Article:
C# 4.0 in a Nutshell: The Definitive Reference (In a Nutshell (O'Reilly)) Paperback – 13 Feb 2010
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Covers CLR 4.0
About the Author
Joseph Albahari is author of C# 3.0 in a Nutshell, LINQ Pocket Reference, and C# 3.0 Pocket Reference. He has been developing large-scale enterprise applications on .NET and other platforms for more than 15 years, and is author of LINQPad - the popular utility for querying databases in LINQ.
Joseph is currently a freelance consultant.
Joseph's Home Page
Ben Albahari is the founder of Take On It. He was a Program Manager at Microsoft for 5 years, where he worked on several projects, including the .NET Compact Framework and ADO.NET.
He was the cofounder of Genamics, a provider of tools for C# and J++ programmers, as well as software for DNA and protein sequence analysis. He is a co-author of C# Essentials, the first C# book from O'Reilly, and of previous editions of C# in a Nutshell.
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Top Customer Reviews
This is certainly *not* a book for the C# newbie. By dealing in-depth with advanced topics including reflection, threading, asynchronous methods, data contracts and Linq parallel programming, the reader will need a good understanding of C# to get the most from their purchase. This said, anyone well-versed in similar languages like VB.Net or Java, should have few problems adapting to the text.
Importantly, related dotNet technologies including Windows Forms, WPF, Silverlight, GDI, ADO.Net and ASP.Net are not discussed in this book. Yet C# underpins the 'code-behind' on most of these platforms. Developer challenges like, XML serialisation, networking, streams and security are adequately covered here.
This is a sound reference tool for CLR 4.0 - So if you are serious about your C#, then 'C# 4.0 in a Nutshell' is worthy of your shortlist.
AJB [ dotNet Developer ]
I read both versions of the book end-to-end (with the exception of the Linq bits, which I'll come back to at a later date), which I suspect is fairly unusual. This later version of the book (C# 4.0 In a Nutshell) is not as readable as the earlier version, but as I suspect few people will read it end-to-end I wouldn't worry about this too much.
Where this book scores very highly indeed, is the sheer volume of material contained within. Combined with the number of pieces of example code, this is an incredible reference. This is most definitely NOT a tutorial for anybody new to programming, and probably not even for somebody who has programmed but who is completely new to C#. However, if you have done some C#, this will fill in a lot of gaps for you. Even if you are just migrating from an earlier version of C# to the latest version, you will learn a lot from this book. It certainly demonstrated how C# 4.0 can be used to implement code very easily and quickly, that previously I would have done in C++ but which in C++ would have taken significantly more code.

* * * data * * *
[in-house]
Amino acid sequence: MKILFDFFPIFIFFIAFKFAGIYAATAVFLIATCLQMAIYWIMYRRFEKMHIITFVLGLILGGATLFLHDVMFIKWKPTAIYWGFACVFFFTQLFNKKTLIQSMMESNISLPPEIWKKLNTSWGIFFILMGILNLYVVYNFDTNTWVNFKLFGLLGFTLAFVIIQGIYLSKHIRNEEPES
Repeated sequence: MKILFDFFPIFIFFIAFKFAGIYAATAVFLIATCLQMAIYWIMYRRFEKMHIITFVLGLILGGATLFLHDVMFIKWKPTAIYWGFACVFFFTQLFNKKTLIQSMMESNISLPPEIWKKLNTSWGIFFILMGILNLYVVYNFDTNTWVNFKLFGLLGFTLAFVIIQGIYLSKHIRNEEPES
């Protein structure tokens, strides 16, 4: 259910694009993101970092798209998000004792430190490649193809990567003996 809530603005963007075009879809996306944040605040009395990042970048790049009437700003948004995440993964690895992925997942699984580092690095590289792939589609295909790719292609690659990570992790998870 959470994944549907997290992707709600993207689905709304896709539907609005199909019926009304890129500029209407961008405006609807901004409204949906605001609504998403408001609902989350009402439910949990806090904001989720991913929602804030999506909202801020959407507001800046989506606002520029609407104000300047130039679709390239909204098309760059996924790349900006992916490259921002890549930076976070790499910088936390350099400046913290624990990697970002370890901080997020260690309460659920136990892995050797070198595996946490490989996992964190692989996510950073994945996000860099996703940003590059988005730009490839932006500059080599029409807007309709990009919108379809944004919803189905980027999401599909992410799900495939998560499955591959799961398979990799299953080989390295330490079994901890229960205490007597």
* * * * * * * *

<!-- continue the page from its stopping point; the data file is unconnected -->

This is a serious reference, that answers the "what" and "how" questions, if not always the "why" questions. By that, I mean that it tells you what you can do, how you can do it, but not necessarily why you would want to. Some sections are better than others in this respect. Those chapters where it is a bit weak in this area will at least give people enough information for them to then be able to go and search out more information using other resources.
Highly recommended. I'll be keeping this book on my desk, and expect to make use of a lot of what I learnt from reading it.
Even seasoned programmers will learn a lot from this book, and newcomers to C# will find all they need.
If I were to criticise it at all, it would be in the chapter on reflection. Not that there's anything wrong with this chapter, but like every other source on the subject I've read, it leaves me wondering why I would bother with it. I have heard of people who use reflection for all sorts of clever things, and I would love to know what and how, but have never found out. This book covers reflection in a clear manner, but didn't give me any great incentive for using it. That could be more a reflection (pun intended) on the subject rather than a criticism of the book.
As I said, this is a small criticism, and the number of tips and tricks I picked up in the other chapters more than made up for the lack of anything exciting in that one chapter.
However, even without the small gems in the familiar subjects, one of this book's real diamonds is the section on Linq. I've read a lot about it, and used it a lot, but never really understood it until I read this book. Together with the free LinqPad (written by one of the authors), it's a brilliant way to learn a very useful tool.
I haven't finished the book yet, but am happy to give it five stars even now. Strongly recommended.Read more ›
Highly recommended!! - but look out for the C# 4.5 or perhaps 5.0 versions of this book.
Buy it and you will be happy you did.
Most Recent Customer Reviews
I've had Nutshell books in the past and they've been very useful. It may just be this book, maybe I shouldn't have bought it as an eBook or maybe times have changed. Read morePublished on 23 April 2014 by R. Care
How can anyone describe this as being "in a nutshell".. A pretty HUGE nutshell.. The old books with this name were quite small.. This is 1000 pages.. Read morePublished on 28 July 2012 by J. Rennie
I am not much of a book person. Saw nice reviews about this book and finally decided to have one, I am doing c# programming for last 8-9 years.. I loved it.. Read morePublished on 13 July 2012 by John Galt
A must have. It is a must have in any C# developer desk. When MSDN is not enough, this one is the reference.Published on 12 Jun. 2012 by elkerko